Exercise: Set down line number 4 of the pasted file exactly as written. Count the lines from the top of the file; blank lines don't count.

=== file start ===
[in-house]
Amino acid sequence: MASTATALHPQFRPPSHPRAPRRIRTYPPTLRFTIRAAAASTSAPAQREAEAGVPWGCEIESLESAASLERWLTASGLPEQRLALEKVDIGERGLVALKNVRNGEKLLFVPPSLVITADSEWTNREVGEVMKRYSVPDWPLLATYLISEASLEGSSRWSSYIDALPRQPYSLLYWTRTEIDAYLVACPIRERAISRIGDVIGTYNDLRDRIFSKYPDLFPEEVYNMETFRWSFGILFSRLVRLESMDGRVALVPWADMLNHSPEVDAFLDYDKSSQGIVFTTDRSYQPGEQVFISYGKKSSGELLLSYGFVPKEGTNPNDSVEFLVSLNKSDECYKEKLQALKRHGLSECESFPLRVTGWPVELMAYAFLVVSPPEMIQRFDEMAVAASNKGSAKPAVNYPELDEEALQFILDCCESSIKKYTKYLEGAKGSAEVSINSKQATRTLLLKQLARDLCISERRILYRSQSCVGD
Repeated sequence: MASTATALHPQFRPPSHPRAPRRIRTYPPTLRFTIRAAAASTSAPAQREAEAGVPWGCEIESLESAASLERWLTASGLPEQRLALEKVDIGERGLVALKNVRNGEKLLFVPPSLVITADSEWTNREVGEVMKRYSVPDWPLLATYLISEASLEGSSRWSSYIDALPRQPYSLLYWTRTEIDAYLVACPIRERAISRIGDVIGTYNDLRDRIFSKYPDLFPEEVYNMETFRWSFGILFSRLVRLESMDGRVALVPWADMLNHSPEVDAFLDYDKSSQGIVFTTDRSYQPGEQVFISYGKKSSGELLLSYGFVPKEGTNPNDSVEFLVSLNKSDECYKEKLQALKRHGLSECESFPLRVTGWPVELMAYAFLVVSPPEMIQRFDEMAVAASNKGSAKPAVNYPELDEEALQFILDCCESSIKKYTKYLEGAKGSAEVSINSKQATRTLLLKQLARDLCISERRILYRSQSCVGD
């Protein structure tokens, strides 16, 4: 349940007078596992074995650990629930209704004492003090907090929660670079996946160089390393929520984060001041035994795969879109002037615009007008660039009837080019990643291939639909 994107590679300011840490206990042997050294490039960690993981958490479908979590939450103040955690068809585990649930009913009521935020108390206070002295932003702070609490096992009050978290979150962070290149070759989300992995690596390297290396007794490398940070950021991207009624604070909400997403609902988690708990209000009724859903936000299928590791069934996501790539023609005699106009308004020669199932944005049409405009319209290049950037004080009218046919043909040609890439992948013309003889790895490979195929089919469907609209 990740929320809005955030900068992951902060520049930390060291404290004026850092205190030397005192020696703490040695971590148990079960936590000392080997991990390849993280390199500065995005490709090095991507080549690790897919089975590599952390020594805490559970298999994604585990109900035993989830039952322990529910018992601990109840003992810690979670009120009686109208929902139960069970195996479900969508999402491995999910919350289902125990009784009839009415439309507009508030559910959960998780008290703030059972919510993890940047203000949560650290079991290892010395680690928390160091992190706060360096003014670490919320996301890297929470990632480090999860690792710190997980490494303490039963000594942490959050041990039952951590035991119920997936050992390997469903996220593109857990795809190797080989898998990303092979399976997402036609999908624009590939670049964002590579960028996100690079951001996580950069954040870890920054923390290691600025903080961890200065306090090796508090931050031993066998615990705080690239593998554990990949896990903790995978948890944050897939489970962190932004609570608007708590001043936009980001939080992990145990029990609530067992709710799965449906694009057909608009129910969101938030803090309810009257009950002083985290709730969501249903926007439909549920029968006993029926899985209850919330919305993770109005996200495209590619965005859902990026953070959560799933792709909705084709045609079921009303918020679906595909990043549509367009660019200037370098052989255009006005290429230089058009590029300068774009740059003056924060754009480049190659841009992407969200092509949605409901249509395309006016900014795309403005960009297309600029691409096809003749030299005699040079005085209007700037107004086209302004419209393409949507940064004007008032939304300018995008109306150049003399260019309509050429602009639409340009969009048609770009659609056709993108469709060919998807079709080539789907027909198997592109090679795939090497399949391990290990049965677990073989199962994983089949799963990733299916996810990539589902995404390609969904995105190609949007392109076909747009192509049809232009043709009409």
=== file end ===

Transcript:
């Protein structure tokens, strides 16, 4: 349940007078596992074995650990629930209704004492003090907090929660670079996946160089390393929520984060001041035994795969879109002037615009007008660039009837080019990643291939639909 994107590679300011840490206990042997050294490039960690993981958490479908979590939450103040955690068809585990649930009913009521935020108390206070002295932003702070609490096992009050978290979150962070290149070759989300992995690596390297290396007794490398940070950021991207009624604070909400997403609902988690708990209000009724859903936000299928590791069934996501790539023609005699106009308004020669199932944005049409405009319209290049950037004080009218046919043909040609890439992948013309003889790895490979195929089919469907609209 990740929320809005955030900068992951902060520049930390060291404290004026850092205190030397005192020696703490040695971590148990079960936590000392080997991990390849993280390199500065995005490709090095991507080549690790897919089975590599952390020594805490559970298999994604585990109900035993989830039952322990529910018992601990109840003992810690979670009120009686109208929902139960069970195996479900969508999402491995999910919350289902125990009784009839009415439309507009508030559910959960998780008290703030059972919510993890940047203000949560650290079991290892010395680690928390160091992190706060360096003014670490919320996301890297929470990632480090999860690792710190997980490494303490039963000594942490959050041990039952951590035991119920997936050992390997469903996220593109857990795809190797080989898998990303092979399976997402036609999908624009590939670049964002590579960028996100690079951001996580950069954040870890920054923390290691600025903080961890200065306090090796508090931050031993066998615990705080690239593998554990990949896990903790995978948890944050897939489970962190932004609570608007708590001043936009980001939080992990145990029990609530067992709710799965449906694009057909608009129910969101938030803090309810009257009950002083985290709730969501249903926007439909549920029968006993029926899985209850919330919305993770109005996200495209590619965005859902990026953070959560799933792709909705084709045609079921009303918020679906595909990043549509367009660019200037370098052989255009006005290429230089058009590029300068774009740059003056924060754009480049190659841009992407969200092509949605409901249509395309006016900014795309403005960009297309600029691409096809003749030299005699040079005085209007700037107004086209302004419209393409949507940064004007008032939304300018995008109306150049003399260019309509050429602009639409340009969009048609770009659609056709993108469709060919998807079709080539789907027909198997592109090679795939090497399949391990290990049965677990073989199962994983089949799963990733299916996810990539589902995404390609969904995105190609949007392109076909747009192509049809232009043709009409």